Unloading and loading of trucks in close detail with all of the express floor activity.

    This 1950s-era photo shows the use of a three- or four-wheeled tractor with either an electric or gasoline engine to haul express. The number of tractors a facility had depended on its size and the amount of express handled.

    “In a Railway Freight Station” shows the interior of a big city Less than Carload facility. It might just as well have been shot in a Railway Express depot like the one at Jersey City. The tractors and wagons are of the same types used by REA and other express companies, the all-door configuration of the motor truck door openings on the street side (right) is virtually the same as in an express facility, as is the trackside arrangement on the left. There is an enclosed office on the left in the foregroud and through the fire- doors you can see the next section of the terminal.

    Ideally you should have .010 to .030 material so you don’t waste space inside the building or get funny internal reflections which can happen with thick window material. Plastruct offers .020 acrylic, which is perfect for this application. Acrylic windows can be glued with Ambroid’s Pro-Weld, which I already use for styrene, but it can also be held in place with Testors glue for clear parts #3515. While clear styrene in a thickness of .015 is easily available and works pretty much like regular white styrene sheets, it can warp after being glued and produce wavy reflections that do not look like glass. It can also turn yellow over the years. I have not encountered these problems with acrylic in my 30-plus years of modeling. I cut acrylic sheet using the score and snap-off method with an Olfa acrylic cutter — other brands are similar. You could also use the back of a hobby knife blade. An acrylic cutter costs about as much as an X-Acto® knife and has a blade with a sort of a hook in it—it is the hook edge that does the actual scoring.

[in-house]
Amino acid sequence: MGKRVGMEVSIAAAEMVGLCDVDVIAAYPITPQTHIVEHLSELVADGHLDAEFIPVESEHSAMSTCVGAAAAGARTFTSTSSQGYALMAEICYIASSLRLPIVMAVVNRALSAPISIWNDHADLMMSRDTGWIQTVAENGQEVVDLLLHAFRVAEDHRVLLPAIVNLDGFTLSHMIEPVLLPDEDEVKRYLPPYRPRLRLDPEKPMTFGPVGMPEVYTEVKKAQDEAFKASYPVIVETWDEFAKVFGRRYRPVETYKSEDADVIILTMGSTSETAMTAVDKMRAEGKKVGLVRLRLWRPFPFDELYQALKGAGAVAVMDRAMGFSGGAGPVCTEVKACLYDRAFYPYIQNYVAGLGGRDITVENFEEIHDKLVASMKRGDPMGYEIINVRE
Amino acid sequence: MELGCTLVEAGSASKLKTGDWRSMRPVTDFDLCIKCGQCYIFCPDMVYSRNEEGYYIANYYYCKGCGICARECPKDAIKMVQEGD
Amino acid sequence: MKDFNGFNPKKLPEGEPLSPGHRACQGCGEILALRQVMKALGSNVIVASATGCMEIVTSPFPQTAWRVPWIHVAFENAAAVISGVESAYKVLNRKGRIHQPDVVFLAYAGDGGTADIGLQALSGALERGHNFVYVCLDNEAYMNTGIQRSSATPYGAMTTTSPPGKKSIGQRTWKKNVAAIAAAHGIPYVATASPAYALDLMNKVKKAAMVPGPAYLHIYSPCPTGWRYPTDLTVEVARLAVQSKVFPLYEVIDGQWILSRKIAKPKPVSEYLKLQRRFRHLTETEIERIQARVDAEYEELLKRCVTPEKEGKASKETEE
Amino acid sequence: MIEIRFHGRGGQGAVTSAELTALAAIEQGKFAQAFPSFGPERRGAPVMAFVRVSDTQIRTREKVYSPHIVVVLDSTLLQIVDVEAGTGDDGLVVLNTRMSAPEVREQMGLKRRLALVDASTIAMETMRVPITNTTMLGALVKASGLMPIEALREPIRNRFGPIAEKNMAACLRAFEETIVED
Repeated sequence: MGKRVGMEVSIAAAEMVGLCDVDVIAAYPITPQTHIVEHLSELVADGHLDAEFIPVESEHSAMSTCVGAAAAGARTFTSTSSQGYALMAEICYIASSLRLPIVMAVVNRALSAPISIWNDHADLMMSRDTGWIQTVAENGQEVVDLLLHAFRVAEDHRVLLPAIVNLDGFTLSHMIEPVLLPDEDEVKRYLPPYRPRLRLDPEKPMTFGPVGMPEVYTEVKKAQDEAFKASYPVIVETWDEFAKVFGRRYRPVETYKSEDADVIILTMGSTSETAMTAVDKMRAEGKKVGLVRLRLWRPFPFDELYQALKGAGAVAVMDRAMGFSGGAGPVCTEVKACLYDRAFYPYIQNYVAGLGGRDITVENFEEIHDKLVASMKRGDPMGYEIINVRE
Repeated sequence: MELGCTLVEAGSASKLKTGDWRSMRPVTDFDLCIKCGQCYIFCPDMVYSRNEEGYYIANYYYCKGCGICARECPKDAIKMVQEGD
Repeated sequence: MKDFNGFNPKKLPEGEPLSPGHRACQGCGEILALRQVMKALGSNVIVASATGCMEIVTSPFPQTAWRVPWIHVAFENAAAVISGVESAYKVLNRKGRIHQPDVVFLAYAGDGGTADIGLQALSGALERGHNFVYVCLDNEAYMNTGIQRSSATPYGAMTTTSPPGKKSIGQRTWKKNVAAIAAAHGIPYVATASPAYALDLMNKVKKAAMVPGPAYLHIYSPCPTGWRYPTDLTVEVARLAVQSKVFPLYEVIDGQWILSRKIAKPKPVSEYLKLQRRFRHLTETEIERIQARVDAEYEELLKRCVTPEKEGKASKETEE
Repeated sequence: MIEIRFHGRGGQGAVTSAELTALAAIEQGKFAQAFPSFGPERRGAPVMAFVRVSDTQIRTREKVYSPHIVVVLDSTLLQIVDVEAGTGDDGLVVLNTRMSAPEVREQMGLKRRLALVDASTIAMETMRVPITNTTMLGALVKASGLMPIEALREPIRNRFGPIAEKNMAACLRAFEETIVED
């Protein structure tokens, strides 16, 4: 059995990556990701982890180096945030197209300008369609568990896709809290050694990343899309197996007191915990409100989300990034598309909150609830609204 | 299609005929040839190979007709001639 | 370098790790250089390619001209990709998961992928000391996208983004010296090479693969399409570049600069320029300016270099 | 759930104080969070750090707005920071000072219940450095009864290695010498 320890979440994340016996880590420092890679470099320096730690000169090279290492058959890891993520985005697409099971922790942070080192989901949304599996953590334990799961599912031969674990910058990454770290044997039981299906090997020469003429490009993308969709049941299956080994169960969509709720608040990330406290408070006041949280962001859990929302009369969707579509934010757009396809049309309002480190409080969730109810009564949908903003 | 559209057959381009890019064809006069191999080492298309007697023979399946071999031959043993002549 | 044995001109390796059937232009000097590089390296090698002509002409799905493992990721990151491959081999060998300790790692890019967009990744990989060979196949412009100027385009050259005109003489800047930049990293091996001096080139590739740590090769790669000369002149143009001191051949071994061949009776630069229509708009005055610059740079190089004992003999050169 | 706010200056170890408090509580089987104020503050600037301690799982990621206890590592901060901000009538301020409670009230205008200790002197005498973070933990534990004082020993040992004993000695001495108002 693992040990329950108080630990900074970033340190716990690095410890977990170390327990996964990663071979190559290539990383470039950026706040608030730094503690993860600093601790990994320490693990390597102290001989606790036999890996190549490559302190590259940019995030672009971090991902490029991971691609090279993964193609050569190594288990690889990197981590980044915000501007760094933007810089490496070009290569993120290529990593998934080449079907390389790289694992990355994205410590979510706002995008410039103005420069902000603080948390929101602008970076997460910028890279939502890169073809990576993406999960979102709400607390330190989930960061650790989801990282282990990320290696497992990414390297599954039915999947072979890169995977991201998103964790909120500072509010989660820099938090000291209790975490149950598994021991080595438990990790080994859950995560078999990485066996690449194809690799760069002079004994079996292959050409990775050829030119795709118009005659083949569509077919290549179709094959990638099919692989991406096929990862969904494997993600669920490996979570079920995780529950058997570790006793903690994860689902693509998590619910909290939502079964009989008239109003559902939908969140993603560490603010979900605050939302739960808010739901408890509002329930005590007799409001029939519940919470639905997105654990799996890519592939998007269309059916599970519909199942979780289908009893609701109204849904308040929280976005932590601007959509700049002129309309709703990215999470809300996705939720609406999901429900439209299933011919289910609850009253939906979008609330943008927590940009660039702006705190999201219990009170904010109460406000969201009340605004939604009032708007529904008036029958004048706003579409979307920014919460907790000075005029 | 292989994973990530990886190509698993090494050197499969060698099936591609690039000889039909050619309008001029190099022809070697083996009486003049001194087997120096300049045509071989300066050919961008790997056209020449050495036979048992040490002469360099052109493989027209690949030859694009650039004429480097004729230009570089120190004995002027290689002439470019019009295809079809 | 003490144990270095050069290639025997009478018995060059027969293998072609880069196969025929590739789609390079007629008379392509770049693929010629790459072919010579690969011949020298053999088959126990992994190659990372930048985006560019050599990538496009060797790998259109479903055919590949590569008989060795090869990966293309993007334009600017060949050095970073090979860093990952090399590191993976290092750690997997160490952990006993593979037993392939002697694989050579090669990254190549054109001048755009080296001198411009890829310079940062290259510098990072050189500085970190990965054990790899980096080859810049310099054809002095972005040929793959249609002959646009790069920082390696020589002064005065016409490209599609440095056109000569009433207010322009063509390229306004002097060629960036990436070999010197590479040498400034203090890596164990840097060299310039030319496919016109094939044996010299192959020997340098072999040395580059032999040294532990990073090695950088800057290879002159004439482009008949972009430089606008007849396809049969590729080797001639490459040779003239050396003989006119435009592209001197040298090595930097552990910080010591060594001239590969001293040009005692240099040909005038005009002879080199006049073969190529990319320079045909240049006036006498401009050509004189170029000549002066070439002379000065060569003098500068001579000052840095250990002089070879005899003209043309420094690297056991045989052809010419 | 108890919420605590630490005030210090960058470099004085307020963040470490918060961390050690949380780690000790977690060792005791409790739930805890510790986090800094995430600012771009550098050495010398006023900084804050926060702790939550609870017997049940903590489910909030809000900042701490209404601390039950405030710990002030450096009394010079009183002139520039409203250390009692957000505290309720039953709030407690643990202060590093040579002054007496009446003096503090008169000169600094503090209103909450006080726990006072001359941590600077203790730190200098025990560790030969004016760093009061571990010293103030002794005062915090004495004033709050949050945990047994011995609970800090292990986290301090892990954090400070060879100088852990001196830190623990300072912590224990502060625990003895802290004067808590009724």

This building had venetian blinds in most of the offices. Making venetian blinds can be very tedious, so I used some shortcuts. I made up a set of lines on the computer and printed them out on a sheet of paper. I wanted opaque tan colored lines and so I took some Plastruct thin clear acrylic sheet and laid a sheet onto the ruled-out line paper I had printed. I even made some segments of the page with thicker lines, and some with lines that bunched up to simulate blinds as if they are partially raised. I then placed a ruler on the acrylic, and ruled each line using tan Floquil paint in a ruling pen. Long lines were ruled across the sheet that was later cut into segments, with one for each pair of windows. Many people have trouble with ruling pens overflowing or generally messing up. (That’s why first-class draftsmen were in such demand!) Alternate methods would be to either cut out parallel-stripe decals or use extra fine opaque paint markers. Sometimes you can also find printed sheets with line patterns on them in art supply stores. You could print out sheets of plastic on a computer printer if you are satisfied with a dark color such as black. Or if you have a printer that has white opaque ink (an Alps printer or the new one, which I think is being offered by Hewlett Packard), you can print light colored blind units. Printed sheets like these can be used for the windows, or you can easily glue them behind your window glass with Testors clear plastic glue, which is made to glue model aircraft canopies in place. Vertical blind tapes can be added, but I elected to leave these out.